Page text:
“How women – Democrats, Republicans and independents – are going to react to that could be the sleeper issue,” Mr. Malloy said.

Abortion was among the reasons Alaskan voters this week chose Democrat Mary Peltola as the first Indigenous woman to represent the state in the U.S. Congress. Ms. Peltola, a former state legislator who served as a judge in the Yup’ik tribal court, won in a special election, a kind of poll that tends to favour more conservative candidates in Alaska. But she beat Ms. Palin, a former vice-presidential candidate who is an ally of Mr. Trump.

Although local concerns matter most, “the abortion issue is front and centre on a lot of people’s minds,” said Mike Wenstrup, who chairs the Alaska Democratic Party.

“We had very large turnout for an August election.”

The Cook Political Report, an influential newsletter, this week moved five Congressional seats into safer Democrat territory, citing rejuvenated Democratic prospects that “could rein in [Republican] gains.”

Meanwhile, the former Republican president continues to exert an outsized influence. In coming months, “the largest unknown is what’s going to happen with Donald Trump’s legal issues,” Mr. Ayres said, pointing to near-daily revelations about the handling of classified documents as well as an investigation in Georgia into efforts to overturn election results there.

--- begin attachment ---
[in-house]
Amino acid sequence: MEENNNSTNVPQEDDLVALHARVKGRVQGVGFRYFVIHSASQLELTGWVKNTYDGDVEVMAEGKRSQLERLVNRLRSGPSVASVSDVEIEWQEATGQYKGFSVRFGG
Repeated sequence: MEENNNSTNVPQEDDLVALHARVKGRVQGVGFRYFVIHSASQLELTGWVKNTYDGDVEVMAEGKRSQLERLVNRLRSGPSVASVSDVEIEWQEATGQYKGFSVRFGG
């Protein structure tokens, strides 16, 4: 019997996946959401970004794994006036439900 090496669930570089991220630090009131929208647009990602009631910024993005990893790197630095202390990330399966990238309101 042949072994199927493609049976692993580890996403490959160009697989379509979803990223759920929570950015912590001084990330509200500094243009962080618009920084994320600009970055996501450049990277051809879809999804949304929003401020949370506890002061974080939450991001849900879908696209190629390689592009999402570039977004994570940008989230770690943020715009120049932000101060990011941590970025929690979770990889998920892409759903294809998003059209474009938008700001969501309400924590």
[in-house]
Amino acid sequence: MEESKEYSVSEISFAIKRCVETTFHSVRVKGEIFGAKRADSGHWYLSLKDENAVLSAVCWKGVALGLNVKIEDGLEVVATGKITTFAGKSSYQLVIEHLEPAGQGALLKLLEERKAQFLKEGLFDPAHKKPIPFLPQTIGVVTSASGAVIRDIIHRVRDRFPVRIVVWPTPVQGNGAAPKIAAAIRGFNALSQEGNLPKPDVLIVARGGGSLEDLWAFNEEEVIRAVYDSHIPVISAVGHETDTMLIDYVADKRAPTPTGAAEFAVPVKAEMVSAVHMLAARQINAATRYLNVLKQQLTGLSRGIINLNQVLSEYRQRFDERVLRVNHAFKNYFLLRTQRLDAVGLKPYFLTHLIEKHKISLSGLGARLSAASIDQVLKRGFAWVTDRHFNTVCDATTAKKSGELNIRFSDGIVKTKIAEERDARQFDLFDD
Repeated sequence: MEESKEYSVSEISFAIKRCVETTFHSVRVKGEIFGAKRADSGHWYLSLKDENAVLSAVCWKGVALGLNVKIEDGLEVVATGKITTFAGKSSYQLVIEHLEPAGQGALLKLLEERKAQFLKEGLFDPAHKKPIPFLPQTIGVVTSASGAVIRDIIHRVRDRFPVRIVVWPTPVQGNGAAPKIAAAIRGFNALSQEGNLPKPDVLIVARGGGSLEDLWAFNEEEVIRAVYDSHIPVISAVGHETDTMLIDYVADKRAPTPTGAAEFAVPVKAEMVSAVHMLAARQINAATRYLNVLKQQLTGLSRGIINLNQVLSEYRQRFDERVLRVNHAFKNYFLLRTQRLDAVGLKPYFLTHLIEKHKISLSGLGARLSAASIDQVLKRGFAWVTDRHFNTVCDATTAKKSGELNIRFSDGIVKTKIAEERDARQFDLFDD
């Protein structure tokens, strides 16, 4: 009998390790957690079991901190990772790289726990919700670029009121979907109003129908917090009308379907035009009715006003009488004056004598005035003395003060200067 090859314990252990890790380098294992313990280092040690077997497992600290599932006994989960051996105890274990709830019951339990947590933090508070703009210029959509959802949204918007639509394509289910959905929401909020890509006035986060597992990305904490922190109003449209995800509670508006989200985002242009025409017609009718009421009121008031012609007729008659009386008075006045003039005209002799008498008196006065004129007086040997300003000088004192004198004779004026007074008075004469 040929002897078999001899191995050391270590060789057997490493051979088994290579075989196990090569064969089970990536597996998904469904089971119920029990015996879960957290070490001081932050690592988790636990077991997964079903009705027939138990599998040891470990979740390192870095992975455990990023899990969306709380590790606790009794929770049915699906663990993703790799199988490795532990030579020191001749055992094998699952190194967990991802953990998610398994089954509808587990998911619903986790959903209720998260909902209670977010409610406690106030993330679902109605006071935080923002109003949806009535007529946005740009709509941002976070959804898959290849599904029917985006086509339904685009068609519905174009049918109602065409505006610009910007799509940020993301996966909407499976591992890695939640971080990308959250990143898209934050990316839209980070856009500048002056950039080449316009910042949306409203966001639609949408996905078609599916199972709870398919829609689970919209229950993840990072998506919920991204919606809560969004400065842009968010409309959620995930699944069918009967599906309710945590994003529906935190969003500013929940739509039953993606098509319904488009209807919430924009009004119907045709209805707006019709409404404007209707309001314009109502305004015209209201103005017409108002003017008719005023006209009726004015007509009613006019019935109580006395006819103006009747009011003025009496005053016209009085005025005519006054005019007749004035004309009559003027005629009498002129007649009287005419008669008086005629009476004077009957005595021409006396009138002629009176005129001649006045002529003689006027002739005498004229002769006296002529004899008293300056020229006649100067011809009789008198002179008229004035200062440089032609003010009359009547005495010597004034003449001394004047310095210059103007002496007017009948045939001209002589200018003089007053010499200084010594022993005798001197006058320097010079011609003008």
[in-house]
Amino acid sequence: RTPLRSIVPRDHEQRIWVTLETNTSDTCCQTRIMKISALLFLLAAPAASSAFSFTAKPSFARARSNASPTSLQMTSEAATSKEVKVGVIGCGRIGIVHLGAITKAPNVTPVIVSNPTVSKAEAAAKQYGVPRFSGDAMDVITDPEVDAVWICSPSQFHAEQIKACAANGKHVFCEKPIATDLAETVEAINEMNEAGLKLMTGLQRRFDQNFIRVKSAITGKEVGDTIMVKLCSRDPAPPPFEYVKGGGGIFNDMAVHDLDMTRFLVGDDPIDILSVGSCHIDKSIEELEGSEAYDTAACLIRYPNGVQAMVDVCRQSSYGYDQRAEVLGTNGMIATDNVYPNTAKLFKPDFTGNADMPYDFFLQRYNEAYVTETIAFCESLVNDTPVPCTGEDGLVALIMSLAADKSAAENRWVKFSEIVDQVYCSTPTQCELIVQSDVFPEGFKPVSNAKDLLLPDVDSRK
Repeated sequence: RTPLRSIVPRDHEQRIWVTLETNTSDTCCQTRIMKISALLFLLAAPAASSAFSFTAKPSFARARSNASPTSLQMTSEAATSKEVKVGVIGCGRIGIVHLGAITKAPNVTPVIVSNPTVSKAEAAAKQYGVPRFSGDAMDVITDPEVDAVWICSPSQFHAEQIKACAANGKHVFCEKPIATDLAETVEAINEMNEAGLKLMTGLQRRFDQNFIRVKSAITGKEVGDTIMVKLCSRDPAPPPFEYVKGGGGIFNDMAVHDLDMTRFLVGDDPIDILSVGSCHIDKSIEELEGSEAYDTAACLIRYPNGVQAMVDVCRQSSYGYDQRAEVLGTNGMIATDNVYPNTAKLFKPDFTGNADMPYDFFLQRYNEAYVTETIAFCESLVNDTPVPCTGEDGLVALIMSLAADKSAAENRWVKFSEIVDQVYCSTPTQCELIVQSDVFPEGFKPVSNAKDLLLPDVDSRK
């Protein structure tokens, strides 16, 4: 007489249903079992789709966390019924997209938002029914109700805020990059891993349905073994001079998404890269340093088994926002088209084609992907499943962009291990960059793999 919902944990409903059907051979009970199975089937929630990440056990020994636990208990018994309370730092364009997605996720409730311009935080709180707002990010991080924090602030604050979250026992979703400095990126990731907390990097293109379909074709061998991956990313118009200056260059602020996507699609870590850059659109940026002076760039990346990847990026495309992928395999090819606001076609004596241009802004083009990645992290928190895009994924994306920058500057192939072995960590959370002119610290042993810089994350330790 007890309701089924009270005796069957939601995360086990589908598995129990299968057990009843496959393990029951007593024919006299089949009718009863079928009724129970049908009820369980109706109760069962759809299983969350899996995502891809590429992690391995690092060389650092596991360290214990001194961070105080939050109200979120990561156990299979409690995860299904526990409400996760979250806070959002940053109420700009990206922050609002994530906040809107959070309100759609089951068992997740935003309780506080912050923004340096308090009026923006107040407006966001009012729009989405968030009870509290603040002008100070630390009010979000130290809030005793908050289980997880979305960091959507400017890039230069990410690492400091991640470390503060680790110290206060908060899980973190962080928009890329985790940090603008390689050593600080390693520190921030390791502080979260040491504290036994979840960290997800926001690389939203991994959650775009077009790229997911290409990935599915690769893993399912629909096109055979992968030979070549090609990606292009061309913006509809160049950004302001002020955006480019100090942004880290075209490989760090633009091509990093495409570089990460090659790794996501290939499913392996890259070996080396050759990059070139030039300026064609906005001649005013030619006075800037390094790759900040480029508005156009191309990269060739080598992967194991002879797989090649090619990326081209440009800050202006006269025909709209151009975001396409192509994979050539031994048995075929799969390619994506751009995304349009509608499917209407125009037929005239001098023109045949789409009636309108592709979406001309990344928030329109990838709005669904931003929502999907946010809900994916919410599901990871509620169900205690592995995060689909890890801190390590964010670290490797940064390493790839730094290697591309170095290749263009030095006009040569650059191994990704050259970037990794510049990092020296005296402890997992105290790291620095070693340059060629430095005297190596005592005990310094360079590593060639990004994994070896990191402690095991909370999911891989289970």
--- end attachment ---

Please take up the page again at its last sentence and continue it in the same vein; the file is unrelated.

Yet there remains reason to doubt whether any of this is enough to forestall electoral defeat for Mr. Biden’s party in November.

Enthusiasm among Democrats for voting has now likely equalled that of Republicans, but is “not greater than Republicans,” Mr. Ayres said. That may be enough to throw into doubt the outcome of votes in the U.S. Senate, where Mr. Trump has backed several novice candidates. Not so in the rest of Congress.

“Things have gotten somewhat better for Democrats, but not so much better that they are somehow favoured to take over the House,” Mr. Ayres said.